Ivey temporarily halts executions


MONTGOMERY, Ala. – After the third failed execution attempt since 2018 and second in the past two months, Alabama Gov. Kay Ivey on Monday, Nov. 21, issued a temporary halt on executions until a thorough “top-to-bottom” review of the Alabama Department of Correction’s protocol is performed.  

Ivey asked that the pending motions to schedule new execution dates for Alan Eugene Miller and James Edward Barber be withdrawn by Alabama Attorney Gen. Steve Marshall. Miller and Barber are the only two cases before the Alabama Supreme Court awaiting rescheduled execution dates. 

The governor also requested that Marshall hold execution dates for other death row inmates until after the review has been completed.  

Marshall is expected to release a statement in the coming days. 

“For the sake of the victims and their families, we’ve got to get this right. I don’t buy for a second the narrative being pushed by activists that these issues are the fault of the folks at Corrections or anyone in law enforcement, for that matter. I believe that legal tactics and criminals hijacking the system are at play here,” Ivey said. 

Ivey did not elaborate on how the legal system or criminals impacted the failure of prison officials to locate veins and start IV lines in the three failed executions.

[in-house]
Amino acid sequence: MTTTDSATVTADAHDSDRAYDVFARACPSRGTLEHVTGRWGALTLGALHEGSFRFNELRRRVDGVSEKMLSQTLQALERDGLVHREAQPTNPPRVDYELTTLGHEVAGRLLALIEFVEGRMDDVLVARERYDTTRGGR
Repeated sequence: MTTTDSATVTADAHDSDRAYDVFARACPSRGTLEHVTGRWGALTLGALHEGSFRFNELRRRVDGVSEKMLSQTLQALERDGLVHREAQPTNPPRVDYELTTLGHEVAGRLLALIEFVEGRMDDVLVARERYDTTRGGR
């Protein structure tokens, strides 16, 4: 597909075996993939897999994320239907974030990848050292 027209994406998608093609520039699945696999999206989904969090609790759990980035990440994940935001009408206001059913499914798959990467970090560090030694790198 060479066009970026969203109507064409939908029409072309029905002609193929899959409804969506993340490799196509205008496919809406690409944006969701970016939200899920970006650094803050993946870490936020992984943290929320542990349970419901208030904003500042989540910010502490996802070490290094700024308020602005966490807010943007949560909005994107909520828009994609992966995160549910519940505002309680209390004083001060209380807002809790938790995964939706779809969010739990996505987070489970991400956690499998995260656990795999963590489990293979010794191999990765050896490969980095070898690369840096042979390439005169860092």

In 2018 the execution of Doyle Hamm was halted due to the inability to connect the IV line. Hamm’s veins were damaged due to past drug use, lymphoma and hepatitis. He died in prison of natural causes in 2021. 

The execution of Alan Miller on Sept. 22, 2022, was called off due to the inability of prison officials to access his veins. On Thursday, Nov. 17, 2022, the execution of Kenneth Eugene Smith was halted for the same reason.  

Commissioner of Alabama State Department of Corrections John Hamm stated, “I agree with Governor Ivey that we have to get this right for the victims’ sake. Everything is on the table – from our legal strategy in dealing with last-minute appeals, to how we train and prepare, to the order and timing of events on execution day, to the personnel and equipment involved. The Alabama Department of Corrections is fully committed to this effort and confident that we can get this done right.” 

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